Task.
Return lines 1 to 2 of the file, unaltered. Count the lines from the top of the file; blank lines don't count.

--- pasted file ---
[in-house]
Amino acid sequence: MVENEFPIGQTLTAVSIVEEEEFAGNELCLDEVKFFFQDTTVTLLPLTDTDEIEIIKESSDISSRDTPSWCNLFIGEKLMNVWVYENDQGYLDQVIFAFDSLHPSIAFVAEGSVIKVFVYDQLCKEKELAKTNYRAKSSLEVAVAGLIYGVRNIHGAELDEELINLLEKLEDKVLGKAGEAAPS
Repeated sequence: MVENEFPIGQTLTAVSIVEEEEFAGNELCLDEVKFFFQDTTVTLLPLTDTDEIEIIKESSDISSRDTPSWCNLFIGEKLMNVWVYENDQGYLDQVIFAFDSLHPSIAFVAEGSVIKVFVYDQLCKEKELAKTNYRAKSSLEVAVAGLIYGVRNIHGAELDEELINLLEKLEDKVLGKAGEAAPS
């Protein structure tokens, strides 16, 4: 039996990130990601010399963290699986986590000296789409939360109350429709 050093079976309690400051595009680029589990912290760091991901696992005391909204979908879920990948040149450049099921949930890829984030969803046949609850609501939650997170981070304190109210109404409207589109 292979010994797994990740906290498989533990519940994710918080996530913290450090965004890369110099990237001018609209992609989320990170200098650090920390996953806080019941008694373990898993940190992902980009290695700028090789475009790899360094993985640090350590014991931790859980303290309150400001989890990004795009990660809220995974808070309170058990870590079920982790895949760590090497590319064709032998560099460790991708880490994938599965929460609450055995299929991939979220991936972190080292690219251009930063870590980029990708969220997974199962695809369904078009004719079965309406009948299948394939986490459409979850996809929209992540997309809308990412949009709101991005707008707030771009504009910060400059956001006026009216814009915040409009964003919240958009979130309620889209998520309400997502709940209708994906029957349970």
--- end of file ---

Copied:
[in-house]
Amino acid sequence: MVENEFPIGQTLTAVSIVEEEEFAGNELCLDEVKFFFQDTTVTLLPLTDTDEIEIIKESSDISSRDTPSWCNLFIGEKLMNVWVYENDQGYLDQVIFAFDSLHPSIAFVAEGSVIKVFVYDQLCKEKELAKTNYRAKSSLEVAVAGLIYGVRNIHGAELDEELINLLEKLEDKVLGKAGEAAPS